If your app incorrectly responds to both the local MIDI events and those coming from the Audiobus signal chain, then your users are likely to experience double notes and other unexpected behaviour, as your app receives MIDI events twice.

To avoid this situation, ABMIDISenderPort provides a property called localOn. When the value of this property is YES, your app should respond to local events as normal, as well as any events coming from Audiobus. However, when the value of localOn is NO, it's important that your app only respond to MIDI events coming from Audiobus.

To respond to changes in localOn, observe the property of your ABMIDISenderPort instance and respond appropriately when changes occur:

void *kMIDIPortLocalOnChanged = &kMIDIPortLocalOnChanged;
...
[self.MIDISenderPort addObserver:self
forKeyPath:@"localOn"
options:0
context:kMIDIPortLocalOnChanged];
...
-(void)observeValueForKeyPath:(NSString *)keyPath
ofObject:(id)object
change:(NSDictionary *)change
context:(void *)context {
if ( context == kMIDIPortLocalOnChanged ) {
if ( self.MIDISenderPort.localOn ) {
// Internal sound engine should respond to both internal MIDI events and
// those coming from Audiobus
} else {
// Internal sound engine should only respond to MIDI events coming from Audiobus
}
} else {
[super observeValueForKeyPath:keyPath ofObject:object change:change context:context];
}
}

See the AB Sender sample app for a demonstration of this.

You should not access any Objective C code from a realtime thread like the audio rendering callback. If you want to evaluate the localOn property from there, you can use the realtime-safe C function ABMIDISenderPortIsLocalOn.

Mute your internal sound engine

If your app is both a MIDI controller or filter and a sound generator, the internal sound engine needs to be muted in some cases. Consider the following MIDI connection pipeline:

In this example, AB Sender is used as MIDI controller in the MIDI Input slot. The generated notes are sent to AB MIDI Filter. From there the events are sent to Animoog. In this scenario, AB Sender is a pure MIDI controller, and must not generate any of its own audio.

To allow your app to mute when appropriate, ABAudioSenderPort provides a property called muted. When the value of this property is YES, your app should avoid producing any audio output. When NO, your app should behave as usual.

To respond to changes to the muted property, observe the property of your ABAudioSenderPort instance and respond appropriately when changes occur:

void *kSenderPortMutedChanged = &kSenderPortMutedChanged;
...
[sender addObserver:self
forKeyPath:@"muted"
options:0
context:kSenderPortMutedChanged];
...
-(void)observeValueForKeyPath:(NSString *)keyPath
ofObject:(id)object
change:(NSDictionary *)change
context:(void *)context {
if ( context == kSenderPortMutedChanged ) {
if ( self.audioSenderPort.muted ) {
// Mute the internal sound engine
} else {
// Unmute the internal sound engine
}
} else {
[super observeValueForKeyPath:keyPath ofObject:object change:change context:context];
}
}

See the AB Sender sample app for a demonstration of this.

You should not access any Objective C code from a realtime thread. If you want to evaluate the muted property from there, you can use the realtime-safe C function ABAudioSenderPortIsMuted.

If possible, Audiobus will mute your app's audio engine for you. But it can't make your app stop processing audio. So in the case that no audio is audible you should make sure that your sound engine does not process audio. This will save CPU resources as well as battery power.

Don't use MIDI channels

Audiobus-compatible apps should not use the MIDI Channel information contained within MIDI packets. As Audiobus uses ports (instances of ABMIDIReceiverPort, ABMIDIFilterPort and ABMIDISenderPort) for routing of MIDI, the MIDI Channel data is not required and using it can cause unexpected behaviour.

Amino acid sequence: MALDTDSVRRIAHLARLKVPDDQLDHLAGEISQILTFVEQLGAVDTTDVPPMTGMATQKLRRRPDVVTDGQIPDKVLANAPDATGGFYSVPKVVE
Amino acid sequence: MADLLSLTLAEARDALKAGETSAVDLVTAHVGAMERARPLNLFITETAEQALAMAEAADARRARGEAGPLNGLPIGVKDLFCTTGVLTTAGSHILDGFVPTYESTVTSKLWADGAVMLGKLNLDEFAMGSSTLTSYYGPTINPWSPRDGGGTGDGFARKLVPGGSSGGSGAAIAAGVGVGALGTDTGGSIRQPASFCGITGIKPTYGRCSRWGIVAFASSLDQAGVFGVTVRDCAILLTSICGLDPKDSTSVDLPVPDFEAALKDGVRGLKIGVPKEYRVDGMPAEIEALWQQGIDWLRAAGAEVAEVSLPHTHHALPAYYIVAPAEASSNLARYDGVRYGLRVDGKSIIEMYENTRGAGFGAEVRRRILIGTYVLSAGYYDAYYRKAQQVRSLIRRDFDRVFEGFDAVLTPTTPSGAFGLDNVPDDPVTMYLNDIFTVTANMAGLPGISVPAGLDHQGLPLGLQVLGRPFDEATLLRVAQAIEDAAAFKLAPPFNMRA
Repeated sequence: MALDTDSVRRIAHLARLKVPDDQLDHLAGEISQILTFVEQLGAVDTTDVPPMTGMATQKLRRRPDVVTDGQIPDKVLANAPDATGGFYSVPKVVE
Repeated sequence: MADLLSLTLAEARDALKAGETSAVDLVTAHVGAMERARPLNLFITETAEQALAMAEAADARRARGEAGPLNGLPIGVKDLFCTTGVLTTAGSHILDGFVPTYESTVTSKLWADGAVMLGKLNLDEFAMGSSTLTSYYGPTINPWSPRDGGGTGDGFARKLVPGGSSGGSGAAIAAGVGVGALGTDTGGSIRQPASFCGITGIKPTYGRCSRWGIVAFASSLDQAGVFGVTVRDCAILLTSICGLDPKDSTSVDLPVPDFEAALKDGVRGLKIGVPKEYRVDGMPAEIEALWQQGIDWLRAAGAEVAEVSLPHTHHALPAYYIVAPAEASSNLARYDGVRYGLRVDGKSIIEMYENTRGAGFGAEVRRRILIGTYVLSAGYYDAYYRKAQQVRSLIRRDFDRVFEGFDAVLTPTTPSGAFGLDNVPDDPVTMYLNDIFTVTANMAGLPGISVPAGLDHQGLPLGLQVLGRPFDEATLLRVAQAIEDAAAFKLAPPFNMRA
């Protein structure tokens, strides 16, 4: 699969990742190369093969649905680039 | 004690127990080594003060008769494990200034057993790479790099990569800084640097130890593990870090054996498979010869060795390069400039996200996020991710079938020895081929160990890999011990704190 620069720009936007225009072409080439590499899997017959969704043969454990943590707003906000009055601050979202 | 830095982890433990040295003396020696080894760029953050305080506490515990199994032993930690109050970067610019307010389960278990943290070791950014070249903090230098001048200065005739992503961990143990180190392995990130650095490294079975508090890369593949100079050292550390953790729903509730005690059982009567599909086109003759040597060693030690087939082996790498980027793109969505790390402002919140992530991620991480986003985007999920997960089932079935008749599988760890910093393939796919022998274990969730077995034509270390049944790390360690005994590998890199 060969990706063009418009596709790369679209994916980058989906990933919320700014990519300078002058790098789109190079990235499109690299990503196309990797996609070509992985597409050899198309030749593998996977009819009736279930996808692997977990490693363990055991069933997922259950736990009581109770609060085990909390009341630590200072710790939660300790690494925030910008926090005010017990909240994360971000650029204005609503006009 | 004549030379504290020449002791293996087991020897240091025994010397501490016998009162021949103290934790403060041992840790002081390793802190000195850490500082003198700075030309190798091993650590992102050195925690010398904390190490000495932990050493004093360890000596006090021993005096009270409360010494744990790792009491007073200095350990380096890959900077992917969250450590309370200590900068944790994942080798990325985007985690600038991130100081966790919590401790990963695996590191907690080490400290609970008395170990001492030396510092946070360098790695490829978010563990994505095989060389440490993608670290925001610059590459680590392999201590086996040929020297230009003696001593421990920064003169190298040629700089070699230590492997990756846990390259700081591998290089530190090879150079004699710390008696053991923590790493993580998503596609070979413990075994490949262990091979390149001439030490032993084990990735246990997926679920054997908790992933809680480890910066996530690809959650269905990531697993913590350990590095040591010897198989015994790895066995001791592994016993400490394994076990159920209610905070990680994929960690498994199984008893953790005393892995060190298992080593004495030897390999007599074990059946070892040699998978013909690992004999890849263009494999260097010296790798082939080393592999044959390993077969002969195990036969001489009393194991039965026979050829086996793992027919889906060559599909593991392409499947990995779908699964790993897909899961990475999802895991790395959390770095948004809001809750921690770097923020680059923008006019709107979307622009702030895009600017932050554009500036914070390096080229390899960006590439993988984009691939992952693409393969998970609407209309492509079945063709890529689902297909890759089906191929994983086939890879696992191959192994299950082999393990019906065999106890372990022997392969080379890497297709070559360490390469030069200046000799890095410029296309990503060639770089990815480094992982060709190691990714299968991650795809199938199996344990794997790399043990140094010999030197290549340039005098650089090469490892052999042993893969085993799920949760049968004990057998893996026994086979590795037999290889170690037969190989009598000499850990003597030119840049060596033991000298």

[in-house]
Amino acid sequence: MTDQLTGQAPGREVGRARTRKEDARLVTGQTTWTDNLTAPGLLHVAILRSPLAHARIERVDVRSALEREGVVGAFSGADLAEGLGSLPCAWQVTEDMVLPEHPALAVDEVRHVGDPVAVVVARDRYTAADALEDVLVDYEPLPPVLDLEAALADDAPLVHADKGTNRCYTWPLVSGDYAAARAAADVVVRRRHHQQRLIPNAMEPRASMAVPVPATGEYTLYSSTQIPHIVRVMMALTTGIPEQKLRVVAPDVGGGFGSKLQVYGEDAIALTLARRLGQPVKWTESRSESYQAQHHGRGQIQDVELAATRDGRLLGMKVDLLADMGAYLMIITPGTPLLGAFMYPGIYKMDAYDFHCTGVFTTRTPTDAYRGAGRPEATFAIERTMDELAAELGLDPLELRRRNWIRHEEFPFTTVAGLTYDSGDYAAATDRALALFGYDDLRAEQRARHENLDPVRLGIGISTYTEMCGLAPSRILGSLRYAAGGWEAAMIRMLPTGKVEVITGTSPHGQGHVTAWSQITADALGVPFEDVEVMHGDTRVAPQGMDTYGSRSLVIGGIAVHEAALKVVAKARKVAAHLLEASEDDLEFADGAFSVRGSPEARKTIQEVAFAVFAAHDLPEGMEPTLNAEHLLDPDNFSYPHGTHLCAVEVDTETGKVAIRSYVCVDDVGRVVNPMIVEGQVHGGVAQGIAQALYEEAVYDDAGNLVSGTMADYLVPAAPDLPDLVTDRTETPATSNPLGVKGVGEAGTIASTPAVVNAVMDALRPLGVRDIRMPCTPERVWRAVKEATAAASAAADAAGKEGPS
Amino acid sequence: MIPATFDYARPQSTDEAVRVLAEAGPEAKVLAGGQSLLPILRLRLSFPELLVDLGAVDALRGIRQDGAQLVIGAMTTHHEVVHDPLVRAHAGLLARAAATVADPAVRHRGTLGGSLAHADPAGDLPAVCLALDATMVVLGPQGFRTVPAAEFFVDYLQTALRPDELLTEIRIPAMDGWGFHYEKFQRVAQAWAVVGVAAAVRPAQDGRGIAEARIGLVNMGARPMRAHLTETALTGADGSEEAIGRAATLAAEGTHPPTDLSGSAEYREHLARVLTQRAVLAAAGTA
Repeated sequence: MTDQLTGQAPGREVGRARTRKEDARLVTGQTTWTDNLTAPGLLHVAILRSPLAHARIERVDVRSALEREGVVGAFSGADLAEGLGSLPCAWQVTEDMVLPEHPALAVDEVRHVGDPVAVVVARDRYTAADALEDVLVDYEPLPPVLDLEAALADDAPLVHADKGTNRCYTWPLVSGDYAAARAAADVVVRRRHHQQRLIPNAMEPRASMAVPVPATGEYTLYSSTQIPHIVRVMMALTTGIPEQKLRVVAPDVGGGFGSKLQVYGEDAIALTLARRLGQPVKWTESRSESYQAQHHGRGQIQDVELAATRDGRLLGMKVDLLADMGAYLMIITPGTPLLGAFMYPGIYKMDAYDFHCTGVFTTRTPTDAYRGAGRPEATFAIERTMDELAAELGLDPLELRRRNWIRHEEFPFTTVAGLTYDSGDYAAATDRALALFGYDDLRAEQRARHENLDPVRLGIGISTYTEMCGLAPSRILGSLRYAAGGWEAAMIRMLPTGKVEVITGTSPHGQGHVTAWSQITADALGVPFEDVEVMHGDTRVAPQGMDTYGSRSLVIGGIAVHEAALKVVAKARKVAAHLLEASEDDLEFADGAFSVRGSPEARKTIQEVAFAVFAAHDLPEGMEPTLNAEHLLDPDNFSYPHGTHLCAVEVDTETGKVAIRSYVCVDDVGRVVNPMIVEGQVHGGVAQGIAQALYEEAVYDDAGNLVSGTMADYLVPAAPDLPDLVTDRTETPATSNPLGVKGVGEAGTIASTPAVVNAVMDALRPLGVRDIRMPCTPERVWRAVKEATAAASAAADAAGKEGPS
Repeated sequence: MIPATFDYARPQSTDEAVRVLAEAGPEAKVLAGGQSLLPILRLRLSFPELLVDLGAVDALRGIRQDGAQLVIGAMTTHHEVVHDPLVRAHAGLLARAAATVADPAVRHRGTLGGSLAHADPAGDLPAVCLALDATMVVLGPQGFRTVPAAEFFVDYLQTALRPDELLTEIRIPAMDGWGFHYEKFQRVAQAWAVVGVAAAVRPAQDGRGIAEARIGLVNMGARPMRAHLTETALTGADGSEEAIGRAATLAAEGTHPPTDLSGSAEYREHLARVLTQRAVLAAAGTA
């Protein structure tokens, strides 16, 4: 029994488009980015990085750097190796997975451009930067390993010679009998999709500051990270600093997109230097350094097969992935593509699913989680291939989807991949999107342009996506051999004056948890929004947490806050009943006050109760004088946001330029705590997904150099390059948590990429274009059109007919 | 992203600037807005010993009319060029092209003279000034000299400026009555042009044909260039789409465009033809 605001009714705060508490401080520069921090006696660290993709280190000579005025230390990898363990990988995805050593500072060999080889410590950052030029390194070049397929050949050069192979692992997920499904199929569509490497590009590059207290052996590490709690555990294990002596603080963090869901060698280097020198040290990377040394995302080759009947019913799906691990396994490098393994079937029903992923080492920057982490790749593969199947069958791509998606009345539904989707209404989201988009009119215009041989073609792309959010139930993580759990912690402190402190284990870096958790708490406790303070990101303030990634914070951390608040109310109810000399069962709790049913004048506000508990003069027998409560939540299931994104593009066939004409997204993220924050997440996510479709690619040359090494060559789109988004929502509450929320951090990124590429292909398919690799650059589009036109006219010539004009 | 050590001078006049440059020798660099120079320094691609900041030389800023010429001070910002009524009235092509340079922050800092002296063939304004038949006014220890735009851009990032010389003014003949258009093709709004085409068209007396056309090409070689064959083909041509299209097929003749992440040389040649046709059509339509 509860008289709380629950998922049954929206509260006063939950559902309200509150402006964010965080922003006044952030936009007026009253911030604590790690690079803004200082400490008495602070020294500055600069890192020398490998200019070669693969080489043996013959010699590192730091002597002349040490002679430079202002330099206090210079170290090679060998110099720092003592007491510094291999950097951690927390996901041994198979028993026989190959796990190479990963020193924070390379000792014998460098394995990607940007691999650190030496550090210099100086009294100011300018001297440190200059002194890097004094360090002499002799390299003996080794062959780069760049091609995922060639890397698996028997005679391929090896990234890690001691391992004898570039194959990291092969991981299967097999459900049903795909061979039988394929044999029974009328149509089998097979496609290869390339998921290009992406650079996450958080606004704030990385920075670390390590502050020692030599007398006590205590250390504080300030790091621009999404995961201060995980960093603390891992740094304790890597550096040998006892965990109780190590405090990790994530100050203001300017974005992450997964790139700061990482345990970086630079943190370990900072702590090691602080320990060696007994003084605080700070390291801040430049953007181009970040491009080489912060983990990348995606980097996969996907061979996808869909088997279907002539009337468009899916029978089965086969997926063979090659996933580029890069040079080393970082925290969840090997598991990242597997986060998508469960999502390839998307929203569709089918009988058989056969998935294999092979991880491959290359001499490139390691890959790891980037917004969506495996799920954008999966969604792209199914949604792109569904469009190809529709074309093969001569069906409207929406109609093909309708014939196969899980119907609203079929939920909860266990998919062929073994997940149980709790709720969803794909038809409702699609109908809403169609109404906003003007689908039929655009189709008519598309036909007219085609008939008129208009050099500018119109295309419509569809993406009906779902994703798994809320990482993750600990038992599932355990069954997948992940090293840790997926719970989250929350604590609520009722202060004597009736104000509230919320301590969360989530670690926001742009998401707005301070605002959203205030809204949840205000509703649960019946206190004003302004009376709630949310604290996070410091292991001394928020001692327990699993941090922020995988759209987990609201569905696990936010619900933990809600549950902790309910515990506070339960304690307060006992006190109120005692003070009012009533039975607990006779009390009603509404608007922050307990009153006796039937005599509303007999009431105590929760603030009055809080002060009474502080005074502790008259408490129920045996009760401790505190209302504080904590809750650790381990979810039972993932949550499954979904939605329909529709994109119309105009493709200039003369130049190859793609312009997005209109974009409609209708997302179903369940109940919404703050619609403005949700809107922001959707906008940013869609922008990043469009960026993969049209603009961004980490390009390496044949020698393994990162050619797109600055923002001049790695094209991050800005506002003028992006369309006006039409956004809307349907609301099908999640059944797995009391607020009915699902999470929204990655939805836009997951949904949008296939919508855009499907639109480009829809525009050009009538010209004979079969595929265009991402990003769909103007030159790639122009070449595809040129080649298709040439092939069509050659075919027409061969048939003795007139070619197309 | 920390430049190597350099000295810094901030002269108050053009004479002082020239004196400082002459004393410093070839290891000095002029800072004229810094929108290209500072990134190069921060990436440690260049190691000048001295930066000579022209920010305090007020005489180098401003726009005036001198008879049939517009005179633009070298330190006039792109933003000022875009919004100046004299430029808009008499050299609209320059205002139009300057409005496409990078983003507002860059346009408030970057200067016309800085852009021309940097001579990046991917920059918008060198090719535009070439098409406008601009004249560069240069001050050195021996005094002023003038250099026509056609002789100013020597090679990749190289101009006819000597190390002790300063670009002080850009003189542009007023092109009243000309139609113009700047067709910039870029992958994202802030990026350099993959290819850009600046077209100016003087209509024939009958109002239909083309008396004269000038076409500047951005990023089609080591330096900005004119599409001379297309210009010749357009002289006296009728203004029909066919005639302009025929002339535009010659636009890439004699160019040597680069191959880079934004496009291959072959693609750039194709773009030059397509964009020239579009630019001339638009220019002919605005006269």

• If possible, let your app only send on MIDI channel 0.
  • Do not evaluate MIDI channels. It should make no difference for your app if a message has MIDI channel 1, 2, etc.
  • If your app is a multitimbral synth and must therefore receive on multiple MIDI channels, create separate instances of ABMIDIReceiverPort for each timbre you want to use. The app SoundPrism creates one MIDI port for the bass sound, one for the chord sound and one for the melody sound, for example.
  • If your app is a complex MIDI controller, please create an instance of ABMIDISenderPort for each MIDI channel you want to use. The app Fugue Machine creates one instance of ABMIDISenderPort for each playhead, for example.

By using Audiobus MIDI ports instead of MIDI Channel information, your app allows Audiobus to correctly display MIDI sources and destinations to the user.

Don't show private MIDI ports

Audiobus uses private Virtual Core MIDI Sources and Destinations to route MIDI from app to app. Normally, private MIDI ports should never appear within other apps. Unfortunately there is currently a bug in iOS making these ports visible from time to time.

To prevent your app's Core MIDI sources and destinations list from showing tons of Audiobus MIDI ports, please check if a port is private before displaying it to the user. Use this code to find out if a MIDI endpoint is private or not:

BOOL isPrivateMIDIEndpoint(MIDIEndpointRef endpoint){
OSStatus result;
SInt32 isPrivate;
result = MIDIObjectGetIntegerProperty (endpoint, kMIDIPropertyPrivate, &isPrivate);
if (result == noErr)
return isPrivate != 0;
else
return NO;
}

Ideally, you should perform this check some milliseconds after a port has been appeared, to allow the owning app to set this flag on the other end.

Developer Mode and Automatic App Termination

There is currently a bug in iOS which breaks receiving from Core MIDI when an app is relaunched into the background. To work around this bug we have added a mechanism within the Audiobus SDK that allows us to terminate and restart your app while it is in background. We only use this system if the aforementioned bug is observed. Currently only apps having one or more ports of type ABMIDIReceiverPort and ABMIDIFilterPort are affected by this bug.

If your app provides one of these ports you might want to observe ABApplicationWillTerminateNotification. This notification will be sent out shortly before Audiobus will terminate and relaunch your app.

To disable this functionality during debugging, enable "Developer Mode" in the preferences of the Audiobus App.